Stunning Sight: Powerful Solar Storm Brightens Up the Night Sky
A powerful solar storm hitting the Earth's magnetic sphere brightens up the night sky, producing stunning auroras that reached as far south as continental United States.
According to the report from Astronomy, the luminous event started morning of October 25 and is expected to continue on some areas in the northern latitude. The Space Weather Prediction Center at NOAA categorized the geomagnetic storm last October 25 to be G3 (strong) and was later on relisted as G2 (moderate) in the morning of October 26. The scale used by the SWPS to measure the levels of geomagnetic storms goes from G1 (minor) to G5 (extreme).
Strong geomagnetic storms could disrupt GPS and satellite systems. Some powerful geomagnetic storms could even result to power surge in the grids located at high altitude. The most common and visible effect of such storms is the production of stunning auroras in the sky.
The present geomagnetic storm was predicted to produce auroras in the northern regions of US, southern Alaska, northern Europe and Russia. Space.com reported that the luminous show of auroras could also be viewed in Finland, Norway, Denmark and Sweden, as well as Wyoming and northern Wisconsin. The storm may also increased the intensity of the northern lights, making it more visible in regions that is normally too far south for the lights to reach, including Washington state, Idaho, Wyoming, South Dakota, and Iowa.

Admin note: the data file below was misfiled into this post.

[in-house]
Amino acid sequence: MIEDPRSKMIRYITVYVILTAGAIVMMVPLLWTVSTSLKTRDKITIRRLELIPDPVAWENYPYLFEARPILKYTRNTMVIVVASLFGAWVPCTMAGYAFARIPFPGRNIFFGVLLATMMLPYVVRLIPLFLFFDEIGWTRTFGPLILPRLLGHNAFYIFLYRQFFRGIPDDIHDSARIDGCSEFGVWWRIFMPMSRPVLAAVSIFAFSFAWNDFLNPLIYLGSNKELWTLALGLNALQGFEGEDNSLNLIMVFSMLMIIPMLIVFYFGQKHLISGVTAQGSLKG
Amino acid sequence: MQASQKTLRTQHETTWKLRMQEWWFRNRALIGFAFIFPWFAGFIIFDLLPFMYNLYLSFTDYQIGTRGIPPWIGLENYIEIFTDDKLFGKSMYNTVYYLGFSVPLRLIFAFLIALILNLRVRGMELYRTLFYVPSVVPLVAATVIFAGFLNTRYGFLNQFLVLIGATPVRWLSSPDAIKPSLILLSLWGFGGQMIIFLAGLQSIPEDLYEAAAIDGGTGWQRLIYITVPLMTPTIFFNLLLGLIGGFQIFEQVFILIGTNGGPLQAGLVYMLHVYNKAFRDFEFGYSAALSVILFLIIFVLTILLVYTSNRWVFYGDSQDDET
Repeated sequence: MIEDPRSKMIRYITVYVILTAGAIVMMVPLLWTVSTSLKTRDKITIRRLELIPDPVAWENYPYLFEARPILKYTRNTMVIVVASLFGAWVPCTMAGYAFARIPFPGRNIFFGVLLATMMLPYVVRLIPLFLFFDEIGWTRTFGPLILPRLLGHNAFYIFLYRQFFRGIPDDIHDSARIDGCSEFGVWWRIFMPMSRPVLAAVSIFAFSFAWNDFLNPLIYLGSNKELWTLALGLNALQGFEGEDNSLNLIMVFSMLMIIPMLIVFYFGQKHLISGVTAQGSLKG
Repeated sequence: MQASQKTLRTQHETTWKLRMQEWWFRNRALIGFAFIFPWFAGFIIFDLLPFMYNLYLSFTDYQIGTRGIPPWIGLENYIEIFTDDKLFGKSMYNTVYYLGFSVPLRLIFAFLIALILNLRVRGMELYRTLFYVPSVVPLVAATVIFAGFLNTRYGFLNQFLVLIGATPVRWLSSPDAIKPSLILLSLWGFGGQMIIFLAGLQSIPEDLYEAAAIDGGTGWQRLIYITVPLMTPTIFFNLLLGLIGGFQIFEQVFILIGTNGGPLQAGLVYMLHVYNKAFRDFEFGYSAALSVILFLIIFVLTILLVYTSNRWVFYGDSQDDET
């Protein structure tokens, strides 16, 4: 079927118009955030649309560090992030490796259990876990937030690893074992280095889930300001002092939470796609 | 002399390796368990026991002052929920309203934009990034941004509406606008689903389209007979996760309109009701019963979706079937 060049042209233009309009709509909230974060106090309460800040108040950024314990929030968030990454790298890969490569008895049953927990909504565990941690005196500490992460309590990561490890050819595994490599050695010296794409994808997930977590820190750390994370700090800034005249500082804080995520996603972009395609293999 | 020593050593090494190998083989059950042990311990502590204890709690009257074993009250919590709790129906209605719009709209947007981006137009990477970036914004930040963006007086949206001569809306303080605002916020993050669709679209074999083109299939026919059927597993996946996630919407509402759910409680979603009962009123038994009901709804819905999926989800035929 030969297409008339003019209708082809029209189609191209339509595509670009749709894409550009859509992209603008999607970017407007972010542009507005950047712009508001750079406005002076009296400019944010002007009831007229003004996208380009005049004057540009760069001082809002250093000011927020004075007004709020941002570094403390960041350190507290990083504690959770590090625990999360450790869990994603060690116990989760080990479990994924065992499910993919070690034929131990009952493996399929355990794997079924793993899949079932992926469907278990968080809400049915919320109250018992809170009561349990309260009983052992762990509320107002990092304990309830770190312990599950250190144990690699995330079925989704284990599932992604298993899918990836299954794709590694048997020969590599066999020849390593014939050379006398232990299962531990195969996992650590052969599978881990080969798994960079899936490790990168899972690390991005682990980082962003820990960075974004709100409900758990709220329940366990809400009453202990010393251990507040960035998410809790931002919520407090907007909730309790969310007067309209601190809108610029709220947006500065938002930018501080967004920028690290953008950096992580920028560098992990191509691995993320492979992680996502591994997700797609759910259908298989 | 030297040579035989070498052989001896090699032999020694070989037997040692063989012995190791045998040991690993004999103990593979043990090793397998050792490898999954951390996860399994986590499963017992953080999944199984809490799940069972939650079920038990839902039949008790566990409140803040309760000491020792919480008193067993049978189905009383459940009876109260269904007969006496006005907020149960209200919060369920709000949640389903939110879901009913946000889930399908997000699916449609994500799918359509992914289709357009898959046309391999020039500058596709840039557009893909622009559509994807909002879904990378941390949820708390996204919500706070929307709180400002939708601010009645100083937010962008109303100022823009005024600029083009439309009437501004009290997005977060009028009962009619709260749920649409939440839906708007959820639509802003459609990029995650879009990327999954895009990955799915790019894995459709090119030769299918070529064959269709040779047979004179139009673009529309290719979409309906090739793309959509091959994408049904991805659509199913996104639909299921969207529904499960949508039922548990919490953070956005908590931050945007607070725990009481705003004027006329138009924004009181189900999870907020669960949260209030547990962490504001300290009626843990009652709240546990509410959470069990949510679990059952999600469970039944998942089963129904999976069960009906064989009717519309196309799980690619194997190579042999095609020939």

Eyefuls of auroras are expected to continue brightening up the sky. However, people living in very northern latitudes, including northern Canada, Scandinavia, Alaska, Russia and Antarctica could witness the glamorous show.
Geomagnetic storms are produced when a stream of radiation and powerful particles from the sun reached the Earth, reacting to planet's atmosphere and magnetic field. The disturbance cause by the solar materials hitting the Earth's magnetic field creates the natural light show known as auroras.
Despite its colorful display of lights, geomagnetic storms pose radiation threat to astronauts living in the space. Due to this, early prediction of possible storms is necessary to protect people working outside the Earth's protective layers.